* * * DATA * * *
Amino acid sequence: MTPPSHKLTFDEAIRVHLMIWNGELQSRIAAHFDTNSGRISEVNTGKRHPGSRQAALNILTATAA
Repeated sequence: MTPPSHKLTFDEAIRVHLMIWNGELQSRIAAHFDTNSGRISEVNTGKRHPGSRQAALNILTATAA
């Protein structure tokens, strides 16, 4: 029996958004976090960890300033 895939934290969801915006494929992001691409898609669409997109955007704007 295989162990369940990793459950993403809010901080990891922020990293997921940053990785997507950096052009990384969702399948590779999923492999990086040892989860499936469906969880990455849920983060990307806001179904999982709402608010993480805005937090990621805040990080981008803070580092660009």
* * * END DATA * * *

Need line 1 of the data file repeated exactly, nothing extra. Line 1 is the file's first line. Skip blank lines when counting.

Amino acid sequence: MTPPSHKLTFDEAIRVHLMIWNGELQSRIAAHFDTNSGRISEVNTGKRHPGSRQAALNILTATAA